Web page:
Democratic presidential hopeful and former Secretary of State Hillary Clinton, right, waves as she leaves the Iowa State Capital following a meeting with members of the Iowa State legislature on April 15, 2015 in Des Moines, Iowa.
Washington CNN —  

A rash of negative stories about Hillary Clinton’s ethics have failed to hurt her standing with Iowa Democrats, according to a Quinnipiac University poll released Thursday.

Sixty percent of likely Democratic Caucus participants said they support Clinton, a number similar to the 61% who supported her in February. Like Democrats nationally, 76% of Iowa Democrats polled said Clinton is honest and trustworthy and only 7% said they would “definitely not support” her.

“One thing is obvious about Iowa Democratic Caucus participants: They are loyal as the day is long, at least when it comes to Hillary Clinton,” said Peter A. Brown, assistant director of the Quinnipiac University Poll. “The former secretary of state has taken a major pounding in the news media and from her political opponents over her e-mail and family foundation. So far these criticisms have had absolutely no effect on her standing among Iowa Democrats.”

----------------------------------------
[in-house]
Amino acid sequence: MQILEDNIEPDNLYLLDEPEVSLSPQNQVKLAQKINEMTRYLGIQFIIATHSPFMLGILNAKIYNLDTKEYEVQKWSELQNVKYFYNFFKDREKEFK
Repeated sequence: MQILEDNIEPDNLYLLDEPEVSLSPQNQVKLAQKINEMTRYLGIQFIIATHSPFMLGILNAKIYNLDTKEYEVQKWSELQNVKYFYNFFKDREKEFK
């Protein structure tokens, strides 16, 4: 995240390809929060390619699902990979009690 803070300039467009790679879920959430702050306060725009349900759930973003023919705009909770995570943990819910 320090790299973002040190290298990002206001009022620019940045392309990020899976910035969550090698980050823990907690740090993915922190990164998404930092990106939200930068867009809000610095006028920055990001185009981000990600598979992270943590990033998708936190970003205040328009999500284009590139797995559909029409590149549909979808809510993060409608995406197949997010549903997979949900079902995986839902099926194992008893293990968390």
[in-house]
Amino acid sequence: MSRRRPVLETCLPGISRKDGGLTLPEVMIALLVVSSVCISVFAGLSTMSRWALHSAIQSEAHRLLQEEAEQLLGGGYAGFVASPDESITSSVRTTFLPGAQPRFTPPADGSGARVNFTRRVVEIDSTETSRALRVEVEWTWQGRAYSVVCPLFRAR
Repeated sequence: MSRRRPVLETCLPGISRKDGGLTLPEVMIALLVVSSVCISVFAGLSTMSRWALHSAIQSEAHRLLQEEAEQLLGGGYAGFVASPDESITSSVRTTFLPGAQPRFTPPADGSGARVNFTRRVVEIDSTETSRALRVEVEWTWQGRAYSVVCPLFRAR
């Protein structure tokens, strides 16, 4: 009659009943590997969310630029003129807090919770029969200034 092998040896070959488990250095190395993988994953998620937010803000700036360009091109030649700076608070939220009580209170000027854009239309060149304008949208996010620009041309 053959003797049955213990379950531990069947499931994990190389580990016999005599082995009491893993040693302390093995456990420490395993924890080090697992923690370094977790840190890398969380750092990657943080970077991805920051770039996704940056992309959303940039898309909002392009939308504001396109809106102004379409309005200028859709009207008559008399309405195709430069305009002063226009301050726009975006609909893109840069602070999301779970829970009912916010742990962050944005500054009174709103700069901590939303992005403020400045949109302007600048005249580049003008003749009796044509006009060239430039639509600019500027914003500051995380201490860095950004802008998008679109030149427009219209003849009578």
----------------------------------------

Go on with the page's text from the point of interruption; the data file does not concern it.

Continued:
Since announcing last month, Clinton and her nascent campaign have been dealing with scrutiny over her exclusive use of personal email at State, her family foundation’s questionable fundraising practices and a congressional investigation into the 2012 terrorist attack in Benghazi, Libya.

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The fact Clinton hasn’t been significantly stung by these stories in Iowa is bad news for her Democratic challengers.

Clinton’s closest competitor in Iowa is Vermont Sen. Bernie Sanders. Fifteen percent of likely Iowa Democratic caucus goers said Sanders was their first choice in the poll that was conducted before and after Sanders announced his presidential run late last month.

Sanders’ support level is triple the 5% he received in the February poll.

Vice President Joe Biden, who has not committed to running, received 11% support and former Maryland Gov. Martin O’Malley and former Virginia Sen. Jim Webb both received 3% support.

The poll finds that 40% of Iowa Democrats are not sold on Clinton, but as noted by Brown – ” there is no candidate who appears to have the political and financial resources at this time to successfully take her on.”

“Absent a change of events,” Brown said, “numbers like those from Democratic core voters in Iowa make a strong statement: There may be a lot of talk about what Bill and Hillary Clinton have done since he left the presidency, but nothing has penetrated her base of support.”

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